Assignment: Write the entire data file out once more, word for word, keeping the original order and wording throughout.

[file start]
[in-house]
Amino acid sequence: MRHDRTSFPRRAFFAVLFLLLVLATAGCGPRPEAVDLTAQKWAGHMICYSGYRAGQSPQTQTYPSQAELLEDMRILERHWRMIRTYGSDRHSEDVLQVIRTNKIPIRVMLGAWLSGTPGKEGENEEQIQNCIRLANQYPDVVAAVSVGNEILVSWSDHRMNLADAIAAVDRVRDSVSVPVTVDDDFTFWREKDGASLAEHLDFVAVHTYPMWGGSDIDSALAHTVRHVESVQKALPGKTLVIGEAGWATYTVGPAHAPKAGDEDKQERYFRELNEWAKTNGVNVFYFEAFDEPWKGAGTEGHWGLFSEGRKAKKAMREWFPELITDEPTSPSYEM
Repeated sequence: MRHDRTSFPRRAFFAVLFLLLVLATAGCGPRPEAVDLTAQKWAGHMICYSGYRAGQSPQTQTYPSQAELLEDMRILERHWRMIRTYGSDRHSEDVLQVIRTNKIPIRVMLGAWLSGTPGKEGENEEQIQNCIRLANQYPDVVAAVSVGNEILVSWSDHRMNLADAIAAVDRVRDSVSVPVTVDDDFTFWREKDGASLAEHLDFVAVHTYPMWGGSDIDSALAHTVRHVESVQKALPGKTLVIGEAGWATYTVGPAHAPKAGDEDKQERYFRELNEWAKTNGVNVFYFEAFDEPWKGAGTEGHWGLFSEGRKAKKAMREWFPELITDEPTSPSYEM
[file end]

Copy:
[in-house]
Amino acid sequence: MRHDRTSFPRRAFFAVLFLLLVLATAGCGPRPEAVDLTAQKWAGHMICYSGYRAGQSPQTQTYPSQAELLEDMRILERHWRMIRTYGSDRHSEDVLQVIRTNKIPIRVMLGAWLSGTPGKEGENEEQIQNCIRLANQYPDVVAAVSVGNEILVSWSDHRMNLADAIAAVDRVRDSVSVPVTVDDDFTFWREKDGASLAEHLDFVAVHTYPMWGGSDIDSALAHTVRHVESVQKALPGKTLVIGEAGWATYTVGPAHAPKAGDEDKQERYFRELNEWAKTNGVNVFYFEAFDEPWKGAGTEGHWGLFSEGRKAKKAMREWFPELITDEPTSPSYEM
Repeated sequence: MRHDRTSFPRRAFFAVLFLLLVLATAGCGPRPEAVDLTAQKWAGHMICYSGYRAGQSPQTQTYPSQAELLEDMRILERHWRMIRTYGSDRHSEDVLQVIRTNKIPIRVMLGAWLSGTPGKEGENEEQIQNCIRLANQYPDVVAAVSVGNEILVSWSDHRMNLADAIAAVDRVRDSVSVPVTVDDDFTFWREKDGASLAEHLDFVAVHTYPMWGGSDIDSALAHTVRHVESVQKALPGKTLVIGEAGWATYTVGPAHAPKAGDEDKQERYFRELNEWAKTNGVNVFYFEAFDEPWKGAGTEGHWGLFSEGRKAKKAMREWFPELITDEPTSPSYEM